Tech gi­ants told: get more re­spon­si­ble

Gov­ern­ment’s Dig­i­tal Char­ter will also tackle grow­ing on­line du­op­oly of Google and Face­book

The Daily Telegraph - Business - - Front Page - By Christo­pher Wil­liams

THE Gov­ern­ment is step­ping up pres­sure on Sil­i­con Val­ley gi­ants to take re­spon­si­bil­ity for un­law­ful ma­te­rial on­line and share the spoils of the in­ter­net with me­dia com­pa­nies. Matt Han­cock, the dig­i­tal min­is­ter, told a gath­er­ing of tech­nol­ogy lob­by­ists that the likes of Google and Face­book must in­ter­vene to help pre­serve free­dom and lib­eral val­ues. The shift is an op­por­tu­nity for Bri­tain to gain a “mas­sive ad­van­tage” af­ter Brexit by be­ing the first coun­try to make sure off­line prin­ci­ples ap­ply on­line.

Sig­nalling the Gov­ern­ment’s tougher stance to­wards Sil­i­con Val­ley, Mr Han­cock said a pe­riod of “tech utopia” had ended, and that more re­spon­si­ble at­ti­tudes were re­quired. He said: “This pe­riod of tech utopia was built on a lib­er­tar­ian at­ti­tude that the on­line world was dif­fer­ent, and the old rules could be cast aside.

“As we all learn when we move from ado­les­cence to ma­tu­rity, com­ing of age means tak­ing more re­spon­si­bil­ity for our ac­tions. And so too must the in­ter­net, and the big play­ers on it.”

The Gov­ern­ment is pre­par­ing to draw up a new Dig­i­tal Char­ter that Mr Han­cock said will es­tab­lish “eth­i­cal norms and bound­aries” on­line, hold­ing Sil­i­con Val­ley gi­ants to ac­count for fa­cil­i­tat­ing dis­tri­bu­tion of ex­trem­ist ma­te­rial and im­ages of abuse. The new Char­ter will also aim to cre­ate a “fair eco­nomic land­scape” on­line.

Me­dia com­pa­nies, in­clud­ing news­pa­per pub­lish­ers and broad­cast­ers, have com­plained that Google and Face­book have de­vel­oped into a dam­ag­ing dig­i­tal ad­ver­tis­ing du­op­oly. The pair ac­count for the vast ma­jor­ity of growth in the in­dus­try, as tra­di­tional forms of tele­vi­sion and print ad­ver­tis­ing come un­der pres­sure. Mr Han­cock high­lighted the suc­cess of the record in­dus­try in re­turn­ing to growth via sub­scrip­tion stream­ing ser­vices such as Spo­tify and Ap­ple Mu­sic. He added: “Yet the news me­dia, and high qual­ity jour­nal­ism that pro­vides such a vi­tal pub­lic ser­vice, has yet to find such a sus­tain­able busi­ness model, and we must work to­gether to get there.”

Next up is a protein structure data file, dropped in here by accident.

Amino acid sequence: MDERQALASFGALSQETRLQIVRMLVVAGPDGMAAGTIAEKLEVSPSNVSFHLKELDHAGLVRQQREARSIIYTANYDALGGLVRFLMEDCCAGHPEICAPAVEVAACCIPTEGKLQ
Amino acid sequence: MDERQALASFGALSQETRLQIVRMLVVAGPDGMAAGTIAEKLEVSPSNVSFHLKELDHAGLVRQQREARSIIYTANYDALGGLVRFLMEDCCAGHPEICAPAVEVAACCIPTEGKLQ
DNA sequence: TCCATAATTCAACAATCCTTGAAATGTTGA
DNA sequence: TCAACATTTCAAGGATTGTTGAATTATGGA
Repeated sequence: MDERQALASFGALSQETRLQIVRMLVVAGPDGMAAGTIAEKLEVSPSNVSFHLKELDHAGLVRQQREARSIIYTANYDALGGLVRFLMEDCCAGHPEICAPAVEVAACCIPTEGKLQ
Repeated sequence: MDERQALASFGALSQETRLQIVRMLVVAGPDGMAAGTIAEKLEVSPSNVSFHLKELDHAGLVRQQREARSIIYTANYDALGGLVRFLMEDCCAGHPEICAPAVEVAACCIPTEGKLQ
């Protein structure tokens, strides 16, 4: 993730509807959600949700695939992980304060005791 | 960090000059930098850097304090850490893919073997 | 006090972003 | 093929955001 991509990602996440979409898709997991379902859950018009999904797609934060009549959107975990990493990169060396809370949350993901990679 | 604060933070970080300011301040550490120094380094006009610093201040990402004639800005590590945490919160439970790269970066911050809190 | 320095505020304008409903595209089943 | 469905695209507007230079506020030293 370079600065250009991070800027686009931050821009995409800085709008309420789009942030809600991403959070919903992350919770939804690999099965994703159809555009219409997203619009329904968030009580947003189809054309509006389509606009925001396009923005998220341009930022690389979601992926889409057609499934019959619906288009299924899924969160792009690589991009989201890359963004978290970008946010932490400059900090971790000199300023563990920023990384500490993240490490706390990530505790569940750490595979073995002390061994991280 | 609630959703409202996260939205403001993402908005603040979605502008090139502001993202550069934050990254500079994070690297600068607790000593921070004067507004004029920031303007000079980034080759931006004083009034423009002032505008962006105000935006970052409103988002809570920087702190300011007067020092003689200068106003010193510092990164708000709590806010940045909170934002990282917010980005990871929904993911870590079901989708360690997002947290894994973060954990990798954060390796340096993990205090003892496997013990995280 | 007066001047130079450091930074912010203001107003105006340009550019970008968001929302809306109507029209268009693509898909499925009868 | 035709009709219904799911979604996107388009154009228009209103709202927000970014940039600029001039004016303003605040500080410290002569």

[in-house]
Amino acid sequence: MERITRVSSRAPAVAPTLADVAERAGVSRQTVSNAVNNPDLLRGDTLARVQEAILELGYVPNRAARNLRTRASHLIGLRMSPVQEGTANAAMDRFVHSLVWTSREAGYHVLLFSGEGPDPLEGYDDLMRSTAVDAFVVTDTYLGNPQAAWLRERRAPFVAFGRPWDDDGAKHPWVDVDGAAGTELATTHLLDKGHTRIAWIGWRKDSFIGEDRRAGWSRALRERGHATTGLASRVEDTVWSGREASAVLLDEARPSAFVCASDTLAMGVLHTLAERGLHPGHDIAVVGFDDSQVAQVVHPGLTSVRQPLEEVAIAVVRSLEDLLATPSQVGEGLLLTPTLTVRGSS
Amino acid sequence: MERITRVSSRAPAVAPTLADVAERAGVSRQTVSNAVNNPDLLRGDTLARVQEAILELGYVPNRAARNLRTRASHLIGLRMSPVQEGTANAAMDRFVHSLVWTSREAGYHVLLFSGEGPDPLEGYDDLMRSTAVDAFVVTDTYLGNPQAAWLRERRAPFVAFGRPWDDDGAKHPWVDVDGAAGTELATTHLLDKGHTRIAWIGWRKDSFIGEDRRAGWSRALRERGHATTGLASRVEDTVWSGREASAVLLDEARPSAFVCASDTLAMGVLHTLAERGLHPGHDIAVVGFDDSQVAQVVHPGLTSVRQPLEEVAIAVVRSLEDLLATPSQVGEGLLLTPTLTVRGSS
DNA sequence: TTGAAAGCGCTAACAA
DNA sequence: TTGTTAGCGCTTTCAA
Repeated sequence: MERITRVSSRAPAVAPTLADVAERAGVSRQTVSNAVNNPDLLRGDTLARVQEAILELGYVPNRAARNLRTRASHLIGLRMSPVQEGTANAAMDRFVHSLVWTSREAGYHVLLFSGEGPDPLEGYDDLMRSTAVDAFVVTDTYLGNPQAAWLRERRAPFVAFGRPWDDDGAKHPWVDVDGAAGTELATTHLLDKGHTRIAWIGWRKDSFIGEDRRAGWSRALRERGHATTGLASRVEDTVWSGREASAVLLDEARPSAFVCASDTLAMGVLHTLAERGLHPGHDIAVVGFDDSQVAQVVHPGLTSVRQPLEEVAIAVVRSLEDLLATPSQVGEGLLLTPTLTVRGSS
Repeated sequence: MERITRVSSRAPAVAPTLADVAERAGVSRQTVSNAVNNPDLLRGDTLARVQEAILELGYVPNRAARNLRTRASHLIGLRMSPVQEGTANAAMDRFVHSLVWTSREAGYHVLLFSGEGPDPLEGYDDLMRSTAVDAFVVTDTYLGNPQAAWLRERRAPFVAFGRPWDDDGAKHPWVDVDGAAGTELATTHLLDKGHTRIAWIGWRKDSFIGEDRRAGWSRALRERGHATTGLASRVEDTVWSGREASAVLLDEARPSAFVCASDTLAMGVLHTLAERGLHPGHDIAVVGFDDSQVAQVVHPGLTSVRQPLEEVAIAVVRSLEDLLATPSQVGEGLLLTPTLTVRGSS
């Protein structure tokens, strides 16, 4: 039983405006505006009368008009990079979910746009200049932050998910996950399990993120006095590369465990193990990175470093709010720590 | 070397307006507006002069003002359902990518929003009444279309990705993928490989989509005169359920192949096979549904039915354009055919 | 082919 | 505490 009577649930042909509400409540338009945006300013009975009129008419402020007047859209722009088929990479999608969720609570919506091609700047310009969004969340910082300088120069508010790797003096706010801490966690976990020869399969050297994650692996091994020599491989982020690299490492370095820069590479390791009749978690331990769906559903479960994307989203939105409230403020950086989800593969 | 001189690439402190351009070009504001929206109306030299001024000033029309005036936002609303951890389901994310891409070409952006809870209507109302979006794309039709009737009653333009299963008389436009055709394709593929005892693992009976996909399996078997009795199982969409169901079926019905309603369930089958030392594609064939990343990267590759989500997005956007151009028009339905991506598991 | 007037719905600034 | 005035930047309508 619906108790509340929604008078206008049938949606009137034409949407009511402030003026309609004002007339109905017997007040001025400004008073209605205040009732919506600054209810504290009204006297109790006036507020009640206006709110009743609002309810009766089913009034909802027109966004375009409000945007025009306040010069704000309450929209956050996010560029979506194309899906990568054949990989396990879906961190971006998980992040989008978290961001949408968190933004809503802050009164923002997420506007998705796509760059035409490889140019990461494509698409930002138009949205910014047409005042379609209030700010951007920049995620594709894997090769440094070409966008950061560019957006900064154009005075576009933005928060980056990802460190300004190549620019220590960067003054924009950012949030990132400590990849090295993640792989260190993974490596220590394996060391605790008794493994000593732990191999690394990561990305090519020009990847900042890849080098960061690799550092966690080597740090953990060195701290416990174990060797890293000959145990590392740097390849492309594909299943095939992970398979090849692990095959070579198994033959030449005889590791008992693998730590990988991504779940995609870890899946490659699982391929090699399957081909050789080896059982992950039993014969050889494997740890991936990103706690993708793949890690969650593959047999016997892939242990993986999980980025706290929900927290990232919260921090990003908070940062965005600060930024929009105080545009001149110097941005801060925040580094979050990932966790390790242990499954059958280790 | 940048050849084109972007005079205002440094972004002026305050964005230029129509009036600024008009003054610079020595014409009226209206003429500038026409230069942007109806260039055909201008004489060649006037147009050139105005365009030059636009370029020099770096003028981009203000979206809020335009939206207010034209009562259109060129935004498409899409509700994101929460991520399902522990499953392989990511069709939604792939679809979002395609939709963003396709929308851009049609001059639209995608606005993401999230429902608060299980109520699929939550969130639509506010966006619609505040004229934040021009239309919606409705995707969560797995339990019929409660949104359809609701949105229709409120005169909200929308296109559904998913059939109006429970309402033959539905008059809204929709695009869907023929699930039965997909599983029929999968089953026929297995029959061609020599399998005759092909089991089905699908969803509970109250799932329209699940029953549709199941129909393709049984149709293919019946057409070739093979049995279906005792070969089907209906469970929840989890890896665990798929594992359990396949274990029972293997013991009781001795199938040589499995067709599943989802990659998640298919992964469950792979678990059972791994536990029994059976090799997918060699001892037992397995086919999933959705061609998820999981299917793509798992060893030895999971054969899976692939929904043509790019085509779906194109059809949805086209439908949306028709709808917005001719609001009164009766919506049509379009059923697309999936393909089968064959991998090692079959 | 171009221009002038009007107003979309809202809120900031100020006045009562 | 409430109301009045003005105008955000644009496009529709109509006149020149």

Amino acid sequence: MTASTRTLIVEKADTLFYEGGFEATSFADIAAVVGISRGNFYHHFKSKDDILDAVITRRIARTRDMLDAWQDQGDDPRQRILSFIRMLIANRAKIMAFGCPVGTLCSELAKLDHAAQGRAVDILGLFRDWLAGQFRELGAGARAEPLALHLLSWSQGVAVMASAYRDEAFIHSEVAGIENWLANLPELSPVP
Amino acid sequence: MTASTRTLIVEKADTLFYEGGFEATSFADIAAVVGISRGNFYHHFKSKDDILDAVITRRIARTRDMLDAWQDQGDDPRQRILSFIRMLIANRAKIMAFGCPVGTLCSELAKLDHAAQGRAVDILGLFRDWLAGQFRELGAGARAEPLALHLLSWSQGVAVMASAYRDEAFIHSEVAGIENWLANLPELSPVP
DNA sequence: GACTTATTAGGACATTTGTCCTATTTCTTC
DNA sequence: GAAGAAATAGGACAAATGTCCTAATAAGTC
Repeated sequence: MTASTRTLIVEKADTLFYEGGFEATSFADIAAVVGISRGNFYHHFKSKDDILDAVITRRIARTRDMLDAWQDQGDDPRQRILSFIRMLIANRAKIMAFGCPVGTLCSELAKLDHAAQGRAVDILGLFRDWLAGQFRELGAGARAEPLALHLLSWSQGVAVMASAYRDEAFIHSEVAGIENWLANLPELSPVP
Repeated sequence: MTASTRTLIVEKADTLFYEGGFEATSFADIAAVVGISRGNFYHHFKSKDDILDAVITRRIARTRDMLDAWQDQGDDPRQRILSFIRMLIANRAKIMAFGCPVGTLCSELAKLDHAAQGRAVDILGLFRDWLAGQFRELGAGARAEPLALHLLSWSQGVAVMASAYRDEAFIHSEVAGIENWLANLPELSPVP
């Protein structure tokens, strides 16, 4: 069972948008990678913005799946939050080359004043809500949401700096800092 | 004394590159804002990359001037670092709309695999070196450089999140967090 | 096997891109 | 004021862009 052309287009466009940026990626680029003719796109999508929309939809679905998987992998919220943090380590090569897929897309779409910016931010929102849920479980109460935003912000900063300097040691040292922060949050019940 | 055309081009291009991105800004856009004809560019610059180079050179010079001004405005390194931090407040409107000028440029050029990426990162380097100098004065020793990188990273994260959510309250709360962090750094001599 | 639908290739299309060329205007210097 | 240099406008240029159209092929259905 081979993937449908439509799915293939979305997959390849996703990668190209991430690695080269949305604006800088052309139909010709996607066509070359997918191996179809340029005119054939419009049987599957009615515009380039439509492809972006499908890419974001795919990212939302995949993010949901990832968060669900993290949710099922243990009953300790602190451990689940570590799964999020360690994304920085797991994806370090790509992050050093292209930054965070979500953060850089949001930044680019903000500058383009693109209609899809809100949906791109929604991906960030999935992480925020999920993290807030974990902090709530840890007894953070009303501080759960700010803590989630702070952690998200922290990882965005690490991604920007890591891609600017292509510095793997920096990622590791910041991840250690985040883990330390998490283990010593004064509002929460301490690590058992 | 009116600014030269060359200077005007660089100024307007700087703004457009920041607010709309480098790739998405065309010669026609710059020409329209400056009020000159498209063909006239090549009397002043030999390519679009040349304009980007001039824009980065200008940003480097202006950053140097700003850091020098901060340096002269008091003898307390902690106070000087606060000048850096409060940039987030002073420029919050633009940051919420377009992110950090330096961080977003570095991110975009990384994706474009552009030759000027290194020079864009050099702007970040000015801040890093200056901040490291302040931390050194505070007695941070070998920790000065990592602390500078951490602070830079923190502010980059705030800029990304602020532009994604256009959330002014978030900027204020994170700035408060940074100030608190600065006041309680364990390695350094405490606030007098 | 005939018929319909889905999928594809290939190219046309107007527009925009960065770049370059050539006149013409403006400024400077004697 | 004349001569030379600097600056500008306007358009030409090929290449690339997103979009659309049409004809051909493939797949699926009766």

Google and Face­book are un­der in­creas­ing pres­sure to as­sist pub­lish­ers de­vel­op­ing new sources of rev­enue on­line, in­clud­ing by en­cour­ag­ing sub­scrip­tions with user-friendly tools and pro­mot­ing high-qual­ity jour­nal­ism on their ser­vices. It is un­der­stood that the Gov­ern­ment has also asked them to ex­plore whether a Spo­tify-type ser­vice for news might work.

In a sign of min­is­ters’ de­ter­mi­na­tion to make changes, Bri­tain re­cently threw its weight be­hind EU moves to make Google, Face­book, Amazon and oth­ers more legally re­spon­si­ble for copy­right in­fringe­ment.

Mr Han­cock said: “We must build an in­ter­net based on lib­eral and not lib­er­tar­ian val­ues, where we cher­ish free­dom yet pre­vent harm to oth­ers.”

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